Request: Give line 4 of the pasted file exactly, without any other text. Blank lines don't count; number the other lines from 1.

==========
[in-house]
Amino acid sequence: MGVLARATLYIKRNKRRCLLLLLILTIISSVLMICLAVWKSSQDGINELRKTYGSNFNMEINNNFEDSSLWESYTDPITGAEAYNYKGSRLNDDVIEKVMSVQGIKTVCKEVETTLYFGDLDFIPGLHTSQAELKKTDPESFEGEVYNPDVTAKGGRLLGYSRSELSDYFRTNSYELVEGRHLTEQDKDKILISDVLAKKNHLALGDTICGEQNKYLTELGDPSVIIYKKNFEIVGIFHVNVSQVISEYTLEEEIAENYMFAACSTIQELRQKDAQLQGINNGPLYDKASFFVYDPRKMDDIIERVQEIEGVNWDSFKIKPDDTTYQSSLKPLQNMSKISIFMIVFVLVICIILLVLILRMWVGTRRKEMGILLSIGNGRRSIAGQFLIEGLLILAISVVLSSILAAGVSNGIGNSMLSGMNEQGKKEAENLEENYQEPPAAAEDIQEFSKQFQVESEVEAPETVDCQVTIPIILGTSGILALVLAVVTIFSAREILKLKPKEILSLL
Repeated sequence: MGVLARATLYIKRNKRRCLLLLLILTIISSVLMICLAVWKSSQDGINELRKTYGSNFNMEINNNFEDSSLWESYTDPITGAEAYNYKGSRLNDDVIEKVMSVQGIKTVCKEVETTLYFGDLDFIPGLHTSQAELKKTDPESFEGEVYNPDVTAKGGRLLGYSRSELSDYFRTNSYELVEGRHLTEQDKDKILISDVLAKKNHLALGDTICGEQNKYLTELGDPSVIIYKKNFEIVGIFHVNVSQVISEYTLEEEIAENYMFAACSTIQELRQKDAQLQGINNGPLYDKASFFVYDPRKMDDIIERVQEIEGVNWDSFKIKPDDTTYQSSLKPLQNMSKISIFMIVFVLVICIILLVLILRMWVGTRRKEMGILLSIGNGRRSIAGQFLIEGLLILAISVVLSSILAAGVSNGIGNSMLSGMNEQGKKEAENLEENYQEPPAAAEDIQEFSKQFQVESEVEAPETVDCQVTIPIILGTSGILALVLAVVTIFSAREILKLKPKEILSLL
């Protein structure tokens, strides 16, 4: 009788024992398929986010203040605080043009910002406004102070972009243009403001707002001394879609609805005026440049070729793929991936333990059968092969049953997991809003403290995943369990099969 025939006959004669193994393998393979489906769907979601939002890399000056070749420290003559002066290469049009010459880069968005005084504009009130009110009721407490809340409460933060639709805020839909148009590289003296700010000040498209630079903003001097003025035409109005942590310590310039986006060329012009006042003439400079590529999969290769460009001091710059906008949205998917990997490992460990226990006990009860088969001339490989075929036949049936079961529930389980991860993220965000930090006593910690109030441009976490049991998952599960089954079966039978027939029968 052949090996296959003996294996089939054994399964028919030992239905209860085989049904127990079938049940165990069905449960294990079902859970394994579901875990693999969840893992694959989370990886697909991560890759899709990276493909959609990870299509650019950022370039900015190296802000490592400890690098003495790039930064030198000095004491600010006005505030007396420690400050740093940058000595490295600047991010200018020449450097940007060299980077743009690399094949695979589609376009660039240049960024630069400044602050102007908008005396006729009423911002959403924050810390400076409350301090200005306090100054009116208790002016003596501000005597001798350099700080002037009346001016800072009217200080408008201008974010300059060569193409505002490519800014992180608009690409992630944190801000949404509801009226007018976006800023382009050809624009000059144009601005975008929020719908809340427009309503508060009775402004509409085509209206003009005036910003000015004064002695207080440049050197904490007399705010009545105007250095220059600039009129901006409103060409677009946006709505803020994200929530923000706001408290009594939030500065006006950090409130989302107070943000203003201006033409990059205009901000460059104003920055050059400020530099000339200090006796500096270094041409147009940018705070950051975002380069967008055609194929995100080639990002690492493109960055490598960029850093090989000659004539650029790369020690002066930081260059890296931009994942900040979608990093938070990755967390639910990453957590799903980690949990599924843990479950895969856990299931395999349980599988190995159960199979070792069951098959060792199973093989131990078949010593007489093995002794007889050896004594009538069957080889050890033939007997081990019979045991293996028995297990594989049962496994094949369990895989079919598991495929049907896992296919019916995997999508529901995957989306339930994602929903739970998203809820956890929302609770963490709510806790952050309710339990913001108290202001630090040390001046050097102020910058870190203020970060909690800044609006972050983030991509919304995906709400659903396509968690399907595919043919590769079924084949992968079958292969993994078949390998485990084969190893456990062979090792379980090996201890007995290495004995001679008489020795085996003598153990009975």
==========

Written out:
């Protein structure tokens, strides 16, 4: 009788024992398929986010203040605080043009910002406004102070972009243009403001707002001394879609609805005026440049070729793929991936333990059968092969049953997991809003403290995943369990099969 025939006959004669193994393998393979489906769907979601939002890399000056070749420290003559002066290469049009010459880069968005005084504009009130009110009721407490809340409460933060639709805020839909148009590289003296700010000040498209630079903003001097003025035409109005942590310590310039986006060329012009006042003439400079590529999969290769460009001091710059906008949205998917990997490992460990226990006990009860088969001339490989075929036949049936079961529930389980991860993220965000930090006593910690109030441009976490049991998952599960089954079966039978027939029968 052949090996296959003996294996089939054994399964028919030992239905209860085989049904127990079938049940165990069905449960294990079902859970394994579901875990693999969840893992694959989370990886697909991560890759899709990276493909959609990870299509650019950022370039900015190296802000490592400890690098003495790039930064030198000095004491600010006005505030007396420690400050740093940058000595490295600047991010200018020449450097940007060299980077743009690399094949695979589609376009660039240049960024630069400044602050102007908008005396006729009423911002959403924050810390400076409350301090200005306090100054009116208790002016003596501000005597001798350099700080002037009346001016800072009217200080408008201008974010300059060569193409505002490519800014992180608009690409992630944190801000949404509801009226007018976006800023382009050809624009000059144009601005975008929020719908809340427009309503508060009775402004509409085509209206003009005036910003000015004064002695207080440049050197904490007399705010009545105007250095220059600039009129901006409103060409677009946006709505803020994200929530923000706001408290009594939030500065006006950090409130989302107070943000203003201006033409990059205009901000460059104003920055050059400020530099000339200090006796500096270094041409147009940018705070950051975002380069967008055609194929995100080639990002690492493109960055490598960029850093090989000659004539650029790369020690002066930081260059890296931009994942900040979608990093938070990755967390639910990453957590799903980690949990599924843990479950895969856990299931395999349980599988190995159960199979070792069951098959060792199973093989131990078949010593007489093995002794007889050896004594009538069957080889050890033939007997081990019979045991293996028995297990594989049962496994094949369990895989079919598991495929049907896992296919019916995997999508529901995957989306339930994602929903739970998203809820956890929302609770963490709510806790952050309710339990913001108290202001630090040390001046050097102020910058870190203020970060909690800044609006972050983030991509919304995906709400659903396509968690399907595919043919590769079924084949992968079958292969993994078949390998485990084969190893456990062979090792379980090996201890007995290495004995001679008489020795085996003598153990009975």